• As further stated in block 310, the transaction data includes geographic information associated with each transaction. The geographic information may be information about the location of the transaction, the location of the customer, the location of the merchant, and/or the location of the financial institution or a branch thereof. The location of the transaction may be the location of the brick-and-mortar store where the transaction was made, the location of the customer when the transaction was made, the location of the customer's computing device when the transaction was made (e.g., for online or other e-commerce type transactions), and/or the like. The location of the customer may be the location where the customer lives, the location where the customer works, the location where the customer is when the transaction is made, and/or the like. The location of the merchant may be the location of the merchant's retail location where the transaction was made, the location of the merchant's headquarters, the location of the merchant's web servers, the location of the computing device used to access the merchant's e-commerce platform, and/or the like. For example, in one embodiment the authorization request received to authorize a transaction includes a merchant code that can be used to identify the geographic location of the point-of-sale. Geographic location information may include, for example, a street, borough, village, town, city, county, state, country, region, zip code, area code, neighborhood, coordinate, and/or the like.
  • In some embodiments of the invention, the transaction data is sent to a financial institution (or other party) by a business, an organization, an agent, or any entity involved in the transaction. The transaction data is received through a network connection, electrical, auditory, written, or other mechanism for receiving data. In some embodiments, the entity sending the transaction data is a third party such as a billing or payment service provider. It should be understood that the financial institution may receive the transaction data in any manner, whether the data is received from other financial institutions, from an individual, from a merchant, from a customer, from a POS computer system, or from any other entity. As represented by block 315, the transaction data is stored in a proprietary database of a financial institution, a business, a group of businesses, or other organization.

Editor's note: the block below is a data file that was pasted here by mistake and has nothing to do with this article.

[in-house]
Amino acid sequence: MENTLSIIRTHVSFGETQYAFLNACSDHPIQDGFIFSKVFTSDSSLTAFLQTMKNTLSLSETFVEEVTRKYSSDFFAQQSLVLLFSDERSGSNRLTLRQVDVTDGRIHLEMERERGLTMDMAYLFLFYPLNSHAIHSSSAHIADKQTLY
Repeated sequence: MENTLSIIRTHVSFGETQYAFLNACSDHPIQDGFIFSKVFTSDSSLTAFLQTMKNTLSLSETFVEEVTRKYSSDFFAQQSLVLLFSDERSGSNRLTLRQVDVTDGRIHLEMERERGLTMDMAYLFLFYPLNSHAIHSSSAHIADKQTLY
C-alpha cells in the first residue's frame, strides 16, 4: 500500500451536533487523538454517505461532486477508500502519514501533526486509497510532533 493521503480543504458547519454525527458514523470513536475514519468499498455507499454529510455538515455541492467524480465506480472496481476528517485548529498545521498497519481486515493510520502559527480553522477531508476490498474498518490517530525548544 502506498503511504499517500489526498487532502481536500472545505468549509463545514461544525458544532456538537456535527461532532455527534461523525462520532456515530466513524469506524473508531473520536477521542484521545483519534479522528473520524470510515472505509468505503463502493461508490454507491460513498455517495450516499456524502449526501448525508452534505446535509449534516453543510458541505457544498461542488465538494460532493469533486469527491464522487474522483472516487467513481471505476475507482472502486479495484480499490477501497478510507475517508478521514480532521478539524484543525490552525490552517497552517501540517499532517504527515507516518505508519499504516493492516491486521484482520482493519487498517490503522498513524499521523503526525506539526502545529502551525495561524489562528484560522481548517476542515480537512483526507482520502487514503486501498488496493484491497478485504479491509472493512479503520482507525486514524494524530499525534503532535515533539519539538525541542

• As represented by block 320, a computing device then uses the transaction data stored in the database to identify any transactions associated with a predefined geographic area associate with a particular reward. In the illustrated embodiment, the identified transactions include transactions of a plurality of different customers. For example, in one embodiment of the invention, the computing device searches the transaction data for the particular financial institution and identifies all purchases made by a customer of the financial institution within the last month where the purchase was made at a merchant located within a particular county. In one embodiment, the predefined geographic area used to define the community is a subset (i.e., less than the whole) of a geographic area represented by the transaction data generally or is a subset of the geographic footprint of the financial institution. For example, the transaction data may include transactions made at various locations all across a particular country, but the predefined geographic area used to define the community may be some smaller portion of that country. In another example, the financial institution serves ten different states and the predefined geographic area used to define the community is some area within, but less than, the area represented by the ten states (e.g., the predefined geographic area may be one of the ten states, a portion of one of the ten states, a region overlapping several but not all states, etc.). In some embodiments of a geography-based community rewards program, the community is defined by one or more other factors in addition to geography.
  • As represented by block 325, a particular aspect of the transactions identified in step 320 are then aggregated to determine a transaction total (i.e., a “community total”). The particular aspect of the identified transactions may be, for example, the number or the value of the transactions. The transaction total may be, for example, the total number of transactions identified in step 320, the total value of the transactions identified in step 320, the average value of the transaction identified in step 320, the frequency of the transactions identified in step 320, the percentage of the total transactions represented by the transaction data of step 310 that are transactions identified in step 320, and/or the like.